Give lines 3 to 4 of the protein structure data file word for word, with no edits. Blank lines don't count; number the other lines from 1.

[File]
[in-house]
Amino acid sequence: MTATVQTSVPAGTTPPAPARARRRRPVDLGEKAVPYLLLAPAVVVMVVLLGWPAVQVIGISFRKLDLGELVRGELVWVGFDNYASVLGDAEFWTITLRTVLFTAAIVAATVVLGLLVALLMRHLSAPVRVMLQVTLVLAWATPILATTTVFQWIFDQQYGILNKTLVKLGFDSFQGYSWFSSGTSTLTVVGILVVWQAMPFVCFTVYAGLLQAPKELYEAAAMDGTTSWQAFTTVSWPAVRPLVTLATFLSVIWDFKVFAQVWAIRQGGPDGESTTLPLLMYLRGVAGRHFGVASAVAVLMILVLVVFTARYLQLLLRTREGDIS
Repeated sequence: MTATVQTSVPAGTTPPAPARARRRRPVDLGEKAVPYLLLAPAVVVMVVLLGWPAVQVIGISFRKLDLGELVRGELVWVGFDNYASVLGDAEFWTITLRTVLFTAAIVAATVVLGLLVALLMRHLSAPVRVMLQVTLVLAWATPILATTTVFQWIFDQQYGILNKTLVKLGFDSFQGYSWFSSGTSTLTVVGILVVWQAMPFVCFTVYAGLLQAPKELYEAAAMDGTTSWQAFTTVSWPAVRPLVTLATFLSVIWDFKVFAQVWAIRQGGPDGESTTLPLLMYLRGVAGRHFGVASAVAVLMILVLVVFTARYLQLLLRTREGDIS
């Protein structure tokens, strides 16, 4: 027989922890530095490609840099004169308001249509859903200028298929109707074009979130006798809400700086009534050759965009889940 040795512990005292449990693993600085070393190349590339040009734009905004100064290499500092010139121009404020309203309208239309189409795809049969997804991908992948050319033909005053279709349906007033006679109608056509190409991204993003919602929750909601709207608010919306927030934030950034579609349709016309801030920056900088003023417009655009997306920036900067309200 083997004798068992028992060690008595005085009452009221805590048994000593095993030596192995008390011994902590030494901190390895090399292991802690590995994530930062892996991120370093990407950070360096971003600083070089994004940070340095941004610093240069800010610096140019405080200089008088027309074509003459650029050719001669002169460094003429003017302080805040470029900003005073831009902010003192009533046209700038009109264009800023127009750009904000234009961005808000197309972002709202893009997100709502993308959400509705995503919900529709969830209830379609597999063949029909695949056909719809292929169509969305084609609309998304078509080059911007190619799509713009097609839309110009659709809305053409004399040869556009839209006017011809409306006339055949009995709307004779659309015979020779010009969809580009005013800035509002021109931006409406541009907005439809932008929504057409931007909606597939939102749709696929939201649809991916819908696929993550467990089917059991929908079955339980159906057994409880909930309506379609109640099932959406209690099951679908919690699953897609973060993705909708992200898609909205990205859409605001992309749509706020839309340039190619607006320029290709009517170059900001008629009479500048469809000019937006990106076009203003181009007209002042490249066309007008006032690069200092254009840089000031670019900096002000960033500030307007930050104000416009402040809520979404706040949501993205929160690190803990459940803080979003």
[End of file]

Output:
Repeated sequence: MTATVQTSVPAGTTPPAPARARRRRPVDLGEKAVPYLLLAPAVVVMVVLLGWPAVQVIGISFRKLDLGELVRGELVWVGFDNYASVLGDAEFWTITLRTVLFTAAIVAATVVLGLLVALLMRHLSAPVRVMLQVTLVLAWATPILATTTVFQWIFDQQYGILNKTLVKLGFDSFQGYSWFSSGTSTLTVVGILVVWQAMPFVCFTVYAGLLQAPKELYEAAAMDGTTSWQAFTTVSWPAVRPLVTLATFLSVIWDFKVFAQVWAIRQGGPDGESTTLPLLMYLRGVAGRHFGVASAVAVLMILVLVVFTARYLQLLLRTREGDIS
């Protein structure tokens, strides 16, 4: 027989922890530095490609840099004169308001249509859903200028298929109707074009979130006798809400700086009534050759965009889940 040795512990005292449990693993600085070393190349590339040009734009905004100064290499500092010139121009404020309203309208239309189409795809049969997804991908992948050319033909005053279709349906007033006679109608056509190409991204993003919602929750909601709207608010919306927030934030950034579609349709016309801030920056900088003023417009655009997306920036900067309200 083997004798068992028992060690008595005085009452009221805590048994000593095993030596192995008390011994902590030494901190390895090399292991802690590995994530930062892996991120370093990407950070360096971003600083070089994004940070340095941004610093240069800010610096140019405080200089008088027309074509003459650029050719001669002169460094003429003017302080805040470029900003005073831009902010003192009533046209700038009109264009800023127009750009904000234009961005808000197309972002709202893009997100709502993308959400509705995503919900529709969830209830379609597999063949029909695949056909719809292929169509969305084609609309998304078509080059911007190619799509713009097609839309110009659709809305053409004399040869556009839209006017011809409306006339055949009995709307004779659309015979020779010009969809580009005013800035509002021109931006409406541009907005439809932008929504057409931007909606597939939102749709696929939201649809991916819908696929993550467990089917059991929908079955339980159906057994409880909930309506379609109640099932959406209690099951679908919690699953897609973060993705909708992200898609909205990205859409605001992309749509706020839309340039190619607006320029290709009517170059900001008629009479500048469809000019937006990106076009203003181009007209002042490249066309007008006032690069200092254009840089000031670019900096002000960033500030307007930050104000416009402040809520979404706040949501993205929160690190803990459940803080979003």